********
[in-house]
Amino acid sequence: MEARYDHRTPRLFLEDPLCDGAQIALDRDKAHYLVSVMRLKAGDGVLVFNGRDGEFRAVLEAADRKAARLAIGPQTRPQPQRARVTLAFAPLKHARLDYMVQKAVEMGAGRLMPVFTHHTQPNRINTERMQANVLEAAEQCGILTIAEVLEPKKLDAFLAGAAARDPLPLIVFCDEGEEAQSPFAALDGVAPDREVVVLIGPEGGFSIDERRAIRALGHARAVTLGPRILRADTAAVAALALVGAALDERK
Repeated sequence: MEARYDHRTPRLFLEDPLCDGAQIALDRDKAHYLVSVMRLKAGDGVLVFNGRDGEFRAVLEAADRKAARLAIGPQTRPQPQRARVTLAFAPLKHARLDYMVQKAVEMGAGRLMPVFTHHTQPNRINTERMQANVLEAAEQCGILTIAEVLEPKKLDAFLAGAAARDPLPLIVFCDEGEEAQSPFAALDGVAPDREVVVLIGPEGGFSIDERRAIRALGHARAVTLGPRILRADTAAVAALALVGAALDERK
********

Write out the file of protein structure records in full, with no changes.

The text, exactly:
[in-house]
Amino acid sequence: MEARYDHRTPRLFLEDPLCDGAQIALDRDKAHYLVSVMRLKAGDGVLVFNGRDGEFRAVLEAADRKAARLAIGPQTRPQPQRARVTLAFAPLKHARLDYMVQKAVEMGAGRLMPVFTHHTQPNRINTERMQANVLEAAEQCGILTIAEVLEPKKLDAFLAGAAARDPLPLIVFCDEGEEAQSPFAALDGVAPDREVVVLIGPEGGFSIDERRAIRALGHARAVTLGPRILRADTAAVAALALVGAALDERK
Repeated sequence: MEARYDHRTPRLFLEDPLCDGAQIALDRDKAHYLVSVMRLKAGDGVLVFNGRDGEFRAVLEAADRKAARLAIGPQTRPQPQRARVTLAFAPLKHARLDYMVQKAVEMGAGRLMPVFTHHTQPNRINTERMQANVLEAAEQCGILTIAEVLEPKKLDAFLAGAAARDPLPLIVFCDEGEEAQSPFAALDGVAPDREVVVLIGPEGGFSIDERRAIRALGHARAVTLGPRILRADTAAVAALALVGAALDERK